Now, of course one can define another concept (3) which is simply "(1) or (2)", but this does not make (1) and (2) the same. Moreover, there are quite a few interesting things that can be said about concept (1) which do not apply to (2), e.g. how humans choose the entity A, how they communicate their choice to other humans, how popel react to discrepant associations by others, how the association between A and B may evolve from a individual choice to a cultural standard, etc. etc.. (This by the way, is the sort of material I expected to find in the semiotics page). Likewise, there are many interesting things that can be said about concept (2): in fact, experimental science is basically the study of (2). Now, the statements that are true for any (3) are much fewer than those that are valid for (1), or those that are valid for (2); this is just simple logic. In fact, I cannot think of any non-trivial statement that would apply to all instances of (3), and I claim that the theory of (3) is practically empty.
Of course there are many entities that belong to both concepts: in fact, when humans have to pick the entity A in (1) they generally find it easier to choose one that also fits (2). But this too does not make (1) and (2) synonymous.
The two words
Now, there is this English WORD — "symbol" — that, by common usage, has been attached to SOME entities that fit (1). Another WORD — "sign" — has similarly been attached to a SOME entities that fit (1) and a SOME entities that fit (2), as well as to other entities that fit neither concept (such as the "blank signs" above). These attachments are certainly arbitrary, perhaps illogical, but the only way to change them is to convince a majority of all the gazillion English speakers in the world to change the way they use and understand those words. Just because a community (the semioticians) have agreed to attach the word "sign" to a different concept does not authorize us to use that attachment in Wikipedia on a page that is directed to readers in general.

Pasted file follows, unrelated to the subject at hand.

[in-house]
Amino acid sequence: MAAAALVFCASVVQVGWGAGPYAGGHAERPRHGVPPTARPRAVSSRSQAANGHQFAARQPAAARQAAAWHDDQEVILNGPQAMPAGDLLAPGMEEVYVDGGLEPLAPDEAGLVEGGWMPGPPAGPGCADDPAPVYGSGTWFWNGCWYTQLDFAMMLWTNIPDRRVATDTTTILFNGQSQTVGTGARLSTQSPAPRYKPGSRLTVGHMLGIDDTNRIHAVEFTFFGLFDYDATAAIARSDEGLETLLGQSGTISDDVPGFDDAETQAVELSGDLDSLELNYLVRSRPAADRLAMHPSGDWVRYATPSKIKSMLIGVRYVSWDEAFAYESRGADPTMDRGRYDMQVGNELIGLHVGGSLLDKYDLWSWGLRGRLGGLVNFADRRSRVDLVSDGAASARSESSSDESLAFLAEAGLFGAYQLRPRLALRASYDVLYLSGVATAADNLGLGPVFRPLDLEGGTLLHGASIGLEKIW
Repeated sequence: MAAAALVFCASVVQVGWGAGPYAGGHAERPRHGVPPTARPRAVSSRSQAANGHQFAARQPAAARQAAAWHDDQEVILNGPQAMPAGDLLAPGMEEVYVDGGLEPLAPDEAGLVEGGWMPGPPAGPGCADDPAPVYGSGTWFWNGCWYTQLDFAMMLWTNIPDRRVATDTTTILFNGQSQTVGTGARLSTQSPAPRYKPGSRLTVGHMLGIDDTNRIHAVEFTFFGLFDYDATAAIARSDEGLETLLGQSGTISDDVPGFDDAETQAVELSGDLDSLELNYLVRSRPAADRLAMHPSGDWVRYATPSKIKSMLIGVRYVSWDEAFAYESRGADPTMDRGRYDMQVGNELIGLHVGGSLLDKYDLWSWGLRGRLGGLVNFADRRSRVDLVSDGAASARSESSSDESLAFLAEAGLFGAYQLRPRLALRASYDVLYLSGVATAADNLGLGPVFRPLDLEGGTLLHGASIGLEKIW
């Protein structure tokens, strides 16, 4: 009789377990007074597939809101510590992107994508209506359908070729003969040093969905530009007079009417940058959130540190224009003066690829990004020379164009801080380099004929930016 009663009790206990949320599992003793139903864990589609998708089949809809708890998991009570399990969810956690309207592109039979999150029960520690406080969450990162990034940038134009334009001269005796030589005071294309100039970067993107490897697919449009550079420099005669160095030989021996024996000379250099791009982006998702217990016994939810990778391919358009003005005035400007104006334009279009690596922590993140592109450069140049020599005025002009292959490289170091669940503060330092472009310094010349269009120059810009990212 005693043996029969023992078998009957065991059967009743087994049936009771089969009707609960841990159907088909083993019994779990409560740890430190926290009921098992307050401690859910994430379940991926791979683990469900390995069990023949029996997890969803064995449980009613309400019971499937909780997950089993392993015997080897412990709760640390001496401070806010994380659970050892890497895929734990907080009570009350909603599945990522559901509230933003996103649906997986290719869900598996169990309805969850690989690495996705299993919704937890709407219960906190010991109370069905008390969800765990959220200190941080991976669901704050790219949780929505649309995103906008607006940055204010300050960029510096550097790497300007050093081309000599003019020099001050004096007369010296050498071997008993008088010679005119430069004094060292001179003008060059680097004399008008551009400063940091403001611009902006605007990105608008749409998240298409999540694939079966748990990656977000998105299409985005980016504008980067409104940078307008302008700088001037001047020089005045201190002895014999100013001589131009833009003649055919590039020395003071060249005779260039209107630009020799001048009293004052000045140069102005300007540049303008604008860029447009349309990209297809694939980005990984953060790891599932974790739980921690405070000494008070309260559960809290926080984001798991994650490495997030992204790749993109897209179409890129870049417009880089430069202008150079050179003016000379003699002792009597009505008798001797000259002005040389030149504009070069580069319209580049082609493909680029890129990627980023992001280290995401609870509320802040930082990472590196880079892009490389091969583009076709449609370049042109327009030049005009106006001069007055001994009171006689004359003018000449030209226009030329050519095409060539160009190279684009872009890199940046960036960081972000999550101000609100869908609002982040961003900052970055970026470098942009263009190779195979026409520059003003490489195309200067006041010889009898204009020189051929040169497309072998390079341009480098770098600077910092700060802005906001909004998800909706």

Moreover, just because the meaning of the WORD "sign" spans concepts (1) and (2), it does not follow that those two concepts are identical, or that "sign"should be redefined as meaning (3), or that concept (4) — defined as the set of all entities which can be called "sign" — has any philosophical interest. In short, one should never confuse WORDS with CONCEPTS.
Concepts are not reality
Finally, one must keep in mind that concepts like (1) and (2) are still artifical constructs of the human mind. There is nothing in the real world that compells us to combine John's pulmonar spasms at 10:35:23 with Mary's pulmonar spasms at 20:12:44 into a single "cough" concept. In fact, there is no neat distinction between between a spasm and normal breathing, and no clean way to tell when spasm begins and ends. In particular, even though concept (2) seems to be defined in terms of natural laws and not convention, it is still an artificial construct because "phenomenon A" is an artificial concept.
It follows that reality is not bound to conform to any conclusions that we may get by reasoning about concepts. In other words, one must be careful not to cofuse CONCEPTS with REALITY.